Bartlesville moves to increase water supply if drought continues
BY LAURA SUMMERS World Correspondent
Tuesday, March 05, 2013
BARTLESVILLE — The city of Bartlesville will be able to access additional water from Copan Lake for drought relief this year if the supplies in Hulah Lake should dwindle to a dangerous level.
The Bartlesville City Council on Monday unanimously approved a contract with U.S. Army Corps of Engineers that allows the community to withdraw additional water to supply area needs while still preserving the water quality in Hulah Lake for fish and wildlife.
Area rain and snowfall have recently improved water supply levels but not enough to overcome the drought the region has experienced over several months.
“We are still asking residents to conserve water, to be diligent,” said Terry Lauritsen, Bartlesville director of engineering and water utilities. “The citizens have been doing a good job, and we would just encourage them to keep doing that.”
The temporary water storage contract, negotiated with the Corps of Engineers, would allow Bartlesville to obtain from Copan Lake an additional 2,500 acre feet of water — or 814,628,567 gallons for a price of $5,625. The contract will only be put into play if Hulah Lake should drop to having available only 15-20 percent of its water supply pool.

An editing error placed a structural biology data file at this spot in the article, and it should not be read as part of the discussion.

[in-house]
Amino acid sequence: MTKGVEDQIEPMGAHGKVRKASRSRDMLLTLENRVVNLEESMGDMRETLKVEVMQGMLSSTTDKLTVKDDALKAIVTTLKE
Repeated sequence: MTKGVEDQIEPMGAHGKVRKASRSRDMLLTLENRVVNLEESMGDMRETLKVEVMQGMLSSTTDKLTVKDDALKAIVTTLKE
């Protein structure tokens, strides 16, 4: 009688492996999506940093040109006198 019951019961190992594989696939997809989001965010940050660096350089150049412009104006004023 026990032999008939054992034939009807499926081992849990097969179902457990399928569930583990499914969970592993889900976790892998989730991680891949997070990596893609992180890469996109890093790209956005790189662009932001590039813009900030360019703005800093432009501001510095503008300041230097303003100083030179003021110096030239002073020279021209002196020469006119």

Bartlesville Mayor Tom Gorman said he personally is not comfortable letting the supply pool in Hulah drop below 20 percent — which is the level it reached during the city’s 2002 drought before heavy rains brought it back up. Gorman applauded the contract forged with the Corps as important for Bartlesville.
“This is an enormous, efficient safety net for Bartlesville in our water supply,” Gorman said.
Hulah Lake has just over 50 percent of its water supply available now — an improvement over the 38 percent level that was in the pool before recent wet weather brought relief. In other Bartlesville water supply sources — Hudson Lake has 80 percent of its supply available, and Copan Lake has 84 percent of its supply available.
But Lauritsen said the additional water supply in the Corps contract is likely to be needed in spring and summer months as demand increases.